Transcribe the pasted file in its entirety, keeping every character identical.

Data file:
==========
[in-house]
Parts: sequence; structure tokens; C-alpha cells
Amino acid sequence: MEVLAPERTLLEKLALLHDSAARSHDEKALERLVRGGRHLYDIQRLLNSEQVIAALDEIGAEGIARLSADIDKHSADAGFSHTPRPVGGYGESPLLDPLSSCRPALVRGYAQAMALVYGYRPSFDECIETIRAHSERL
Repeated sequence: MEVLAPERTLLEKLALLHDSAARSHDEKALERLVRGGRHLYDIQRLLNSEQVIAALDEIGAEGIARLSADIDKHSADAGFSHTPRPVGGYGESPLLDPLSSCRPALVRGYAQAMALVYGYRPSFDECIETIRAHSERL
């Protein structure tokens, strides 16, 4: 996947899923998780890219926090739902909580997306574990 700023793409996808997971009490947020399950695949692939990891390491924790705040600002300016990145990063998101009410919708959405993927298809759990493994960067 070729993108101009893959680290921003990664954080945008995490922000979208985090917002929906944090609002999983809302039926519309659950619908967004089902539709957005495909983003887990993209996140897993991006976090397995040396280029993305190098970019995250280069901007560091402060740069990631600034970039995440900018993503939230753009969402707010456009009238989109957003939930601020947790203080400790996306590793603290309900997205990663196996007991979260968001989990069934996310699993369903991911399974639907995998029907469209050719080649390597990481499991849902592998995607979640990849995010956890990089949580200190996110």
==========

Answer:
[in-house]
Parts: sequence; structure tokens; C-alpha cells
Amino acid sequence: MEVLAPERTLLEKLALLHDSAARSHDEKALERLVRGGRHLYDIQRLLNSEQVIAALDEIGAEGIARLSADIDKHSADAGFSHTPRPVGGYGESPLLDPLSSCRPALVRGYAQAMALVYGYRPSFDECIETIRAHSERL
Repeated sequence: MEVLAPERTLLEKLALLHDSAARSHDEKALERLVRGGRHLYDIQRLLNSEQVIAALDEIGAEGIARLSADIDKHSADAGFSHTPRPVGGYGESPLLDPLSSCRPALVRGYAQAMALVYGYRPSFDECIETIRAHSERL
């Protein structure tokens, strides 16, 4: 996947899923998780890219926090739902909580997306574990 700023793409996808997971009490947020399950695949692939990891390491924790705040600002300016990145990063998101009410919708959405993927298809759990493994960067 070729993108101009893959680290921003990664954080945008995490922000979208985090917002929906944090609002999983809302039926519309659950619908967004089902539709957005495909983003887990993209996140897993991006976090397995040396280029993305190098970019995250280069901007560091402060740069990631600034970039995440900018993503939230753009969402707010456009009238989109957003939930601020947790203080400790996306590793603290309900997205990663196996007991979260968001989990069934996310699993369903991911399974639907995998029907469209050719080649390597990481499991849902592998995607979640990849995010956890990089949580200190996110």